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Linux desktop progress: Innovation vs. power-user backlash

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Recently word spread like wildfire across the net that Linus Torvalds, Father of Linux himself, had proclaimed GNOME 3 an “Unholy Mess.” The hatred for all things GNOME 3 didn’t stop there. Pundits, grand-standers, tinkerers, and media-types alike went on and on about how GNOME 3 had become nothing more than a failure. At the same time, Ubuntu Unity had been given a similar title as a nearly worthless desktop.

Let’s step back in time a year or so ago when KDE 4 came out of the starting gate. Yes it was hampered by a complete rewrite, but like it’s GNOME brethren, KDE was lambasted as too buggy to ever work correctly.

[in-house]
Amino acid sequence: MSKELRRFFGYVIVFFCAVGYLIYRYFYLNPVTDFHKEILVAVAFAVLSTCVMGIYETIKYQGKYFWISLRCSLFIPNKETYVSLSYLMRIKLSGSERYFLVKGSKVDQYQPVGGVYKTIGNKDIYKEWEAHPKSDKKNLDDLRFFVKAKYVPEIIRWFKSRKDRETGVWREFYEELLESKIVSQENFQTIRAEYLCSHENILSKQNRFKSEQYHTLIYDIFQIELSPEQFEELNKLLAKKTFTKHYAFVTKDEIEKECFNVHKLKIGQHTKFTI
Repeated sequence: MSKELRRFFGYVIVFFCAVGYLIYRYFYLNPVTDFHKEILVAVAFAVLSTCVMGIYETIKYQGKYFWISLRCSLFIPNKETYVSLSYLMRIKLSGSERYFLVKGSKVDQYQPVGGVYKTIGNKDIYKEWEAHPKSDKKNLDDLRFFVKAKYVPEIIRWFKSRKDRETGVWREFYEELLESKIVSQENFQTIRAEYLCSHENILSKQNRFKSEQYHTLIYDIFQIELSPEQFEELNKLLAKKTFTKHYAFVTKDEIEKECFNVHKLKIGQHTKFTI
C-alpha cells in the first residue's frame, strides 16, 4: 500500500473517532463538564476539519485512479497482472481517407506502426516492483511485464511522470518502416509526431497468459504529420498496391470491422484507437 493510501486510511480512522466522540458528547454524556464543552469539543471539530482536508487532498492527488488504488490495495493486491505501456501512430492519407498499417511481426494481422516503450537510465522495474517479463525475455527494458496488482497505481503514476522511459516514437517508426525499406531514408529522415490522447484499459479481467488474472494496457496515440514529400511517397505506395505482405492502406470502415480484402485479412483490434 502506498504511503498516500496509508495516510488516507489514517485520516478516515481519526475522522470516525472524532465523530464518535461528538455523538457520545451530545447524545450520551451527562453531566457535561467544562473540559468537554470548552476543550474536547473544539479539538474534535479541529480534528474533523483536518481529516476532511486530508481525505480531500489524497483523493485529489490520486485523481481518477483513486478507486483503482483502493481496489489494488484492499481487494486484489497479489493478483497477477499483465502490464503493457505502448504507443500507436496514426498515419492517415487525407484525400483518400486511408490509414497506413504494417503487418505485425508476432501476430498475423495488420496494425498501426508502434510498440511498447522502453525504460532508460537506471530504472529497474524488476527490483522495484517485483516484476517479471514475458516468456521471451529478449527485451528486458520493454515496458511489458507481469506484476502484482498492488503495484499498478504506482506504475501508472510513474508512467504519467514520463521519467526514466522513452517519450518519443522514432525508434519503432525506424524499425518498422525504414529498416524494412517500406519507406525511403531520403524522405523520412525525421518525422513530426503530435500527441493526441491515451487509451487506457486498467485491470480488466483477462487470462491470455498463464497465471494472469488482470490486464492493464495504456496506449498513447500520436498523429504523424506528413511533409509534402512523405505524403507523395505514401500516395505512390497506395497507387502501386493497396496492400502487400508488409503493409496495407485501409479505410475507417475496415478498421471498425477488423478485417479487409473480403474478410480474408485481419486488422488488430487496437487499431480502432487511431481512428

From this I seem to be seeing a conclusion on the horizon — people don’t like change. This is especially become apparent in the open source community. But from my perspective, this condemning of change is a bit short sighted. Let me explain.

I want to begin this with a question: Who is the average computer user? Let that question settle in your brain for a moment while I move on.

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